Spotlight: Chanel DaSilva

AUG 24, 2018

by Mario Alberto Zambrano

The doors were closed when I wanted to meet her. Chanel DaSilva and the dancers were having a discussion during the creative process of a new dance piece she was working on. The topic at hand: sexual harassment and physical assault. PUBLIC/Private premiered last season with the Harvard Dance Project, part of Harvard’s undergraduate concentration in Theater, Dance & Media, and circled the indisputable habits of male gaze, objectification, and the slips in physical gesture that fall outside of civilized etiquette. The choreography could’ve been lighter, could’ve centered around an issue less intimidating to students at the undergraduate level, but that’s precisely why it was an issue that needed to be discussed. Chanel DaSilva isn’t making art in order to be nice—she’s in it to have a real conversation through performance. Now, she brings this commitment to the A.R.T.’s world premiere production of The Black Clown.

The Black Clown choreographer Chanel DaSilva.

Raised in Brooklyn, Chanel graduated from Juilliard and pursued a career as a dancer and choreographer. She danced with the Trey McIntyre Project for six years before taking a faculty position at the acclaimed LaGuardia High School in Manhattan. She is the co-founder and co-director of MOVE(NYC), a non-profit arts organization whose mission is to revolutionize the dance field by creating greater diversity and equity in the dance profession. The cornerstone of the organization is the Young Professionals Program, which provides tuition-free, high-caliber dance and leadership training to the talented and motivated youth of New York City who would otherwise not have access to this education.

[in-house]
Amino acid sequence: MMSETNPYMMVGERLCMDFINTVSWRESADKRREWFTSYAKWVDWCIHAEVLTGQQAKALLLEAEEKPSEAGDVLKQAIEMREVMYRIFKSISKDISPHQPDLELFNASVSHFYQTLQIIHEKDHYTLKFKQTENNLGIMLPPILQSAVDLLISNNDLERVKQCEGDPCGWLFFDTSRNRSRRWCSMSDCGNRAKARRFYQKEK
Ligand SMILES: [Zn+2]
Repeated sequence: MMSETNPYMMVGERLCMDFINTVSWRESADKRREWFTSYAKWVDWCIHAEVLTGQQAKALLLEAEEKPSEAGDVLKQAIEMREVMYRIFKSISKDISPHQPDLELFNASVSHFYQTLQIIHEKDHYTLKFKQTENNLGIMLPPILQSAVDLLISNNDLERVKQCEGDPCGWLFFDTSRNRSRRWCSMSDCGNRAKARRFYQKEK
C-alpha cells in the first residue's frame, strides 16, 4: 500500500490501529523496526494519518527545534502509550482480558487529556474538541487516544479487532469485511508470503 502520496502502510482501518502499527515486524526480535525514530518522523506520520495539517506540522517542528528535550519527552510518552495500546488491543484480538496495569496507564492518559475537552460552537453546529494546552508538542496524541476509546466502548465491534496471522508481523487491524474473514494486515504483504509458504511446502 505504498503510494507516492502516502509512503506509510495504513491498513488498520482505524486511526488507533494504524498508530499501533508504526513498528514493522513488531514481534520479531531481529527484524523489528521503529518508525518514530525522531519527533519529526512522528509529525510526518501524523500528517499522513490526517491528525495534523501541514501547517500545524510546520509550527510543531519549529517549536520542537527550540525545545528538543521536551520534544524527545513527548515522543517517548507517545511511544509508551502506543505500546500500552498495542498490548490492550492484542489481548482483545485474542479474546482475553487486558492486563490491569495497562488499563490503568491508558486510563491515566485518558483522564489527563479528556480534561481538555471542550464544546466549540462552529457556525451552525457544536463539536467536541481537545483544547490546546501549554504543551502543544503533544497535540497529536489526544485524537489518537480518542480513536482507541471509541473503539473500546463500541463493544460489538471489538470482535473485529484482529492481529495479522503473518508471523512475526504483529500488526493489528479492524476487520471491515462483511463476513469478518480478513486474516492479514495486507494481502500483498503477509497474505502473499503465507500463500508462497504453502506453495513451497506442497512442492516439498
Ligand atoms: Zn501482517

The cast of The Black Clown in rehearsal.
The cast of The Black Clown in rehearsal.

In an interview with student directors in Dance on Camera, an undergraduate course offered at Harvard last spring, Chanel shared her point of view on what choreography is capable of, and how it can be perceived as a tool to change the world. After explaining how the lens through which she makes choreography is not necessarily the lens through which an audience will experience it, she said, “I love that art has the power to be so beautifully subjective. Everyone leaves with a different meaning.”

Malcolm Armwood, Amber Pickens, Lindsey Hailes, and Jhardon Dishon Milton in rehearsal for The Black Clown.

Mario Alberto Zambrano is a Lecturer in Theater, Dance & Media at Harvard University. A Presidential Scholar in the Arts, a Princess Grace Fellow, and an Iowa Arts Fellow at the Iowa Writers’ Workshop, he has been a soloist and principal dancer for Nederlands Dans Theater, Batsheva Dance Company, Ballett Frankfurt, and Hubbard Street Dance Chicago.

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